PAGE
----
Thursday, November 1, 2012

Making the Connection with Gwendolyn Brooks: Maud Martha & “Kitchenette Building”

[By Simone Savannah]

Gwendolyn Brooks Maud Martha (1953) is said to be an example of the decline of the protest novel because it offers a shift to optimism. The novella is semi-autobiographical as it does not offer a straight memoir of Brook’s lived experiences. Additionally, Maud Martha  is structured in vignettes which adds to the very poetic personal story of the protagonist. Furthermore, the novella presents a theme of domesticity that is also present in Brook’s poem “Kitchenette Building” (1963).

One could argue that vignettes fifteen and twenty-three of Maud Martha establish the background for “Kitchenette Building” and help readers come to an understanding of a kitchenette. For instance, vignette fifteen, “the kitchenette,” describes the type of apartment building. Maud Martha imagines the furniture she would like to move into her apartment before she learns that she is not permitted to add, remove, or rearrange any furniture. The apartment and apartment building then become a “gray” space occupied by the odors and sounds of Maud Martha, her husband, and other tenants. Further, “kitchenette folks” describes the tenants and each of their habits.

Moreover, “Kitchenette Folks” alludes to many instances and themes in Maud Martha. In the novella, Maud Martha describes everything in the kitchenette as gray, including sobs from other tenants, bodily functions, bathing, and romance. Domesticity is also described as gray in the poem, and it grays in the “we” in the same way it grays in Maud Martha. Additionally, just as Maud Martha, “we” imagines living in a better place, but it also denied by the permanent atmosphere of the kitchenette building. They all must go on living and creating habits that coincide with the other kitchenette folks, such as waiting to use the bathroom.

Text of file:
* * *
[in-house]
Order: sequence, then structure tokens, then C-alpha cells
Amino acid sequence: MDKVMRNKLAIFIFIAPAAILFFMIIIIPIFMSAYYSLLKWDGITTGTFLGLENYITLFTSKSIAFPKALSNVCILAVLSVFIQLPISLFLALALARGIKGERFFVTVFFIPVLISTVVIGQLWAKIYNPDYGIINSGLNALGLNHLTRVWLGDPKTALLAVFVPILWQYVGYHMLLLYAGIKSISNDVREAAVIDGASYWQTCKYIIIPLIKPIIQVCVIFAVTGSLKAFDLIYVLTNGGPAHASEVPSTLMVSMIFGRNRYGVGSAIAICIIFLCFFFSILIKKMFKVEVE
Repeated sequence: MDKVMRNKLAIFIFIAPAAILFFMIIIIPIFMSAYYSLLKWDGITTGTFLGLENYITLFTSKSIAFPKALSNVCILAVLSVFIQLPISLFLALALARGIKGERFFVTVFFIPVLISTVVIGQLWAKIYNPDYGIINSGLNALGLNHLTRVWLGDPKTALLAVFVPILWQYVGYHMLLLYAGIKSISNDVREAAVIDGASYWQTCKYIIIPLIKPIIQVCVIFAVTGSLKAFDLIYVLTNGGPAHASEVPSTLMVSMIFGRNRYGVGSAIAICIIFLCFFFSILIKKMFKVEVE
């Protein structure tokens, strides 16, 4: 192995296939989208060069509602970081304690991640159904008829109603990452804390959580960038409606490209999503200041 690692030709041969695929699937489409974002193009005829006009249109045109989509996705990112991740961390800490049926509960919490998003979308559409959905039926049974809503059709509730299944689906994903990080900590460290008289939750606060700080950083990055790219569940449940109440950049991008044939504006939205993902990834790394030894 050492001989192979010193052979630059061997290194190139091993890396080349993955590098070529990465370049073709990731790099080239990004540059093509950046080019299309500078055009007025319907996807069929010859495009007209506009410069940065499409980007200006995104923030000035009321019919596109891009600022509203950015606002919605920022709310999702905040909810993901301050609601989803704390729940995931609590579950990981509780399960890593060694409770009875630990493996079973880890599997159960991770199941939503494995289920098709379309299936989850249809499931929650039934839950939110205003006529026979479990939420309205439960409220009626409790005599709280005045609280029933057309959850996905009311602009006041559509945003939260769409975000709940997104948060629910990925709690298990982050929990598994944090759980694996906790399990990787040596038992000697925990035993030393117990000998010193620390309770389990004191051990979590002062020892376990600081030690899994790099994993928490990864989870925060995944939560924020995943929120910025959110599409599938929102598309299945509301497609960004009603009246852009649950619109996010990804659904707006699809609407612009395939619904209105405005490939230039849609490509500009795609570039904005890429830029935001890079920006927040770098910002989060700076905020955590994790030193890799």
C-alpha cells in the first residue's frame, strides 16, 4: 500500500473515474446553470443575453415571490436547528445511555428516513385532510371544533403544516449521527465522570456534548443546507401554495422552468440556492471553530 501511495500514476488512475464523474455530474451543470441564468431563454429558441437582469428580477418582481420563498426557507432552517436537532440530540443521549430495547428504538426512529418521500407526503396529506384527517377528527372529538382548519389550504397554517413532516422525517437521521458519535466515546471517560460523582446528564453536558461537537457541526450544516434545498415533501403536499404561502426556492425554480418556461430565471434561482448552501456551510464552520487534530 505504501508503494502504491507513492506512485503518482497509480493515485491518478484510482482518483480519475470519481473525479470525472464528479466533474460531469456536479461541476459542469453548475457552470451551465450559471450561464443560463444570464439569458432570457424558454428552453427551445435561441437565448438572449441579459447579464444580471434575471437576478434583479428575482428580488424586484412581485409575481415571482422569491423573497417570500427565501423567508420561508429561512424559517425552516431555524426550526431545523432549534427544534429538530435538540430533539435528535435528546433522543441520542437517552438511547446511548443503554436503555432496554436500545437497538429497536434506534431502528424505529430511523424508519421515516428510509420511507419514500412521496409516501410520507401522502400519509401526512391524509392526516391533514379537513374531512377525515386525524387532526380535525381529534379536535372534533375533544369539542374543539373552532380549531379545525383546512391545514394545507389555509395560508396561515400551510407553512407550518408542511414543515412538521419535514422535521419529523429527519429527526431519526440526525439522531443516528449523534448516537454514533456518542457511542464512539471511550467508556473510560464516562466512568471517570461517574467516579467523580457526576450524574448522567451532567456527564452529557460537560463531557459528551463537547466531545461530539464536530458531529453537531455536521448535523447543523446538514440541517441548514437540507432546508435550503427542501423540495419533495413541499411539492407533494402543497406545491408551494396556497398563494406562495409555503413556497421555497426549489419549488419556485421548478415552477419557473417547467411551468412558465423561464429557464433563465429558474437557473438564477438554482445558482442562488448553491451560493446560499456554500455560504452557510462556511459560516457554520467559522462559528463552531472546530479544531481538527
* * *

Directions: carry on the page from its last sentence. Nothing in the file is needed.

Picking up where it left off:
Brook’s poem also works on its own. It successfully describes the kitchenette building as a domestic space in which the kitchenette folks live on each other’s impulses and actions. As the poem states, “[They] are things of the dry hour and involuntary plan”. Inasmuch, the kitchenette folks are not able to plan their lives or even live the lives that they have dreamt. Instead, they must focus on dull or gray moments, such as paying rent or tending to their significant others’ needs. They are not able to focus on their desires because of the grayness. Furthermore, even if the kitchenette building is in order—clean and warm—the tenants always bring their attention back to each other’s gray habits and needs.

Overall, “Kitchenette Building” offers a glimpse into private matters and their relationship to public dreams, or the American Dream. Arguably, these private matters and dreams belong to poor people. The poem focuses on their struggles as well as their optimism while denying them access to the American Dream. Specifically, the poem begins with needs and tasks that overpower their desires:

“Dream” mate, a giddy sound, not strong/Like “rent”, “feeding a wife”, “satisfying a man”. 

The speaker then ask if the tenant’s (“we”) dream could defeat the grayness and give them access to their desires, but reality trumps their wonder at the end of the poem when their attention is brought back to the basic needs. Brook’s decision to begin with basic needs and end with basic needs sends the message that poor people or “we” will not be able to escape a less fortunate reality or navigate it according to our own plans and desires.

We think of lukewarm water, hope to get in it.

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